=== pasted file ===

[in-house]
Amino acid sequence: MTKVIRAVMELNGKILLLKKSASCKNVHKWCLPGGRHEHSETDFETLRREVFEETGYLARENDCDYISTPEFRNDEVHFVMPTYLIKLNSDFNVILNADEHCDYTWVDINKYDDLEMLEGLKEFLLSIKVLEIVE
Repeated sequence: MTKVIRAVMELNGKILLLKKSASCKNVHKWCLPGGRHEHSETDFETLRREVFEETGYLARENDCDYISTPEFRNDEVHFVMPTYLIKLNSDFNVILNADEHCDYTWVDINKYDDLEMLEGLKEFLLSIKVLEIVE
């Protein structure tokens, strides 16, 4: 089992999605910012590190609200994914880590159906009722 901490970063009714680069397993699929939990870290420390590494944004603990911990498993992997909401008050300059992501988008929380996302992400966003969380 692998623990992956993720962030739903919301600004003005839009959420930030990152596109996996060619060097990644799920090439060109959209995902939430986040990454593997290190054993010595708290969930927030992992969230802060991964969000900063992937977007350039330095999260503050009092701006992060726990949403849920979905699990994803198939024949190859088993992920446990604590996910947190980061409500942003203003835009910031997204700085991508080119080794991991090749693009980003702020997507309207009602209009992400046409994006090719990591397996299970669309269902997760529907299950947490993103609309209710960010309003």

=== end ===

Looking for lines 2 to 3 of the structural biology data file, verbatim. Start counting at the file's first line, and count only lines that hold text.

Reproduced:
Amino acid sequence: MTKVIRAVMELNGKILLLKKSASCKNVHKWCLPGGRHEHSETDFETLRREVFEETGYLARENDCDYISTPEFRNDEVHFVMPTYLIKLNSDFNVILNADEHCDYTWVDINKYDDLEMLEGLKEFLLSIKVLEIVE
Repeated sequence: MTKVIRAVMELNGKILLLKKSASCKNVHKWCLPGGRHEHSETDFETLRREVFEETGYLARENDCDYISTPEFRNDEVHFVMPTYLIKLNSDFNVILNADEHCDYTWVDINKYDDLEMLEGLKEFLLSIKVLEIVE